WE FEW MOLON LABE - E0 - Apparal - Military Art


The phrase was reportedly the defiant response of King Leonidas I of Sparta to Xerxes I of Persia when asked to lay down their arms and surrender, at the onset of the Battle of Thermopylae (480 BC).
Instead, the Spartans held Thermopylae for three days and, although they were ultimately annihilated, they inflicted serious damage upon the Persian army, and most importantly delayed its progress to Athens, providing sufficient time for the city's evacuation to the island of Salamis. Though a clear defeat, Thermopylae served as a moral victory and inspired the troops at the Battle of Salamis and the Battle of Plataea.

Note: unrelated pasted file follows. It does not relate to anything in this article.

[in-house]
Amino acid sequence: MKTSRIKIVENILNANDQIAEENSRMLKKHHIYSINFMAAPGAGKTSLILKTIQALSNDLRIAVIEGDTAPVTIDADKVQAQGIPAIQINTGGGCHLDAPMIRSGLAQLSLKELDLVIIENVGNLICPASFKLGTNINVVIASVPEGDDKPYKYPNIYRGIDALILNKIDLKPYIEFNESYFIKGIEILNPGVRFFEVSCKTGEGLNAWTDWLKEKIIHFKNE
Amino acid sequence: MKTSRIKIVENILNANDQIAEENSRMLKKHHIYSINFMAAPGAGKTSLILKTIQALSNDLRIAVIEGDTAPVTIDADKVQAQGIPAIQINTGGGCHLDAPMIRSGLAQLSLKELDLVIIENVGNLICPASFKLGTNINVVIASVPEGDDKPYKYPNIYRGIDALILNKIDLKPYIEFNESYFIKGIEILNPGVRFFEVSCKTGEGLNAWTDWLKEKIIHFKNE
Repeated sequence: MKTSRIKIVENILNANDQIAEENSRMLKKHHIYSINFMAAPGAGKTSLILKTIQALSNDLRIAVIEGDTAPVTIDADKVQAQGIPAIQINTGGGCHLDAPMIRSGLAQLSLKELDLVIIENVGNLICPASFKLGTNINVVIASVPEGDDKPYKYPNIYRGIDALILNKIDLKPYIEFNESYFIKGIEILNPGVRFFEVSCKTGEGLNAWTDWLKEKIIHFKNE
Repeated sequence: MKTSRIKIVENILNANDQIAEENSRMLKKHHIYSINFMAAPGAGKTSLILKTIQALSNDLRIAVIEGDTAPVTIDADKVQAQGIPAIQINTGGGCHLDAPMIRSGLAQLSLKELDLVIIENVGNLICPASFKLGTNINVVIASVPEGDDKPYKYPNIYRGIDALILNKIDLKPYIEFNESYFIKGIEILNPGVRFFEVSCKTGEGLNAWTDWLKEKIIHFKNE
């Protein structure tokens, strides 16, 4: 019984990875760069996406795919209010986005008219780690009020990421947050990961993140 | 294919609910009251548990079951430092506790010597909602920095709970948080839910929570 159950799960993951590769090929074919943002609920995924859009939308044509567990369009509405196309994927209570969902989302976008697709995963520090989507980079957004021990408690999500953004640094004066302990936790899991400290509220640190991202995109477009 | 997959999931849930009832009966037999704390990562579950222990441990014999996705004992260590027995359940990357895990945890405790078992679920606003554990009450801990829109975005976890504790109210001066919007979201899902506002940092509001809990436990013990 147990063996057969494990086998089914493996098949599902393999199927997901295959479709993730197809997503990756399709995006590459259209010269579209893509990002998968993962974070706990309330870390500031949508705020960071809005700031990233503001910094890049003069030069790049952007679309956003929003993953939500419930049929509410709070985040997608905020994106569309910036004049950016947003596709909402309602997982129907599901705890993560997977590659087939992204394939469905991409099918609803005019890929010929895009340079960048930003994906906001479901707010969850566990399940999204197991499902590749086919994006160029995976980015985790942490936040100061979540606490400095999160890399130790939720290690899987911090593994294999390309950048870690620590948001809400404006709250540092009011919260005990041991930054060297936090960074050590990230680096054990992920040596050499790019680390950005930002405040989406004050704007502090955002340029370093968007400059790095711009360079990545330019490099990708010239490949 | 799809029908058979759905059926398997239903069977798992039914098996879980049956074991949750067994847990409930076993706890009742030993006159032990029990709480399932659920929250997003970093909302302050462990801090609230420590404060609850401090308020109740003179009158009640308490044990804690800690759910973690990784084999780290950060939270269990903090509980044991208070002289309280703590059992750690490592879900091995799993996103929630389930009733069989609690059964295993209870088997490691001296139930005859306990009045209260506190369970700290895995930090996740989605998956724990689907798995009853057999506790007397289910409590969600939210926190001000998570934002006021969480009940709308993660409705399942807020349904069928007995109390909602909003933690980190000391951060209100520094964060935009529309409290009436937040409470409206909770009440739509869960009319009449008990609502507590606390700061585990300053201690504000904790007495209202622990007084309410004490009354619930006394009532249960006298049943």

The source for this quotation is Plutarch, Apophthegmata Laconica, 51.11.[5] This work by Plutarch is included among the Moralia, a collection of works attributed to him but outside the collection of his most famous works, the Parallel Lives.

Modern usage
Replica of the Gonzalez Flag at the Texas State Capitol
Molon labe has been repeated by many later generals and politicians in order to express an army's or nation's determination not to surrender. The motto ΜΟΛΩΝ ΛΑΒΕ is on the emblem of the Greek First Army Corps,[6] and is also the motto of United States Special Operations Command Central (SOCCENT).[7] The expression "Come and take it" was a slogan in the Texas Revolution.

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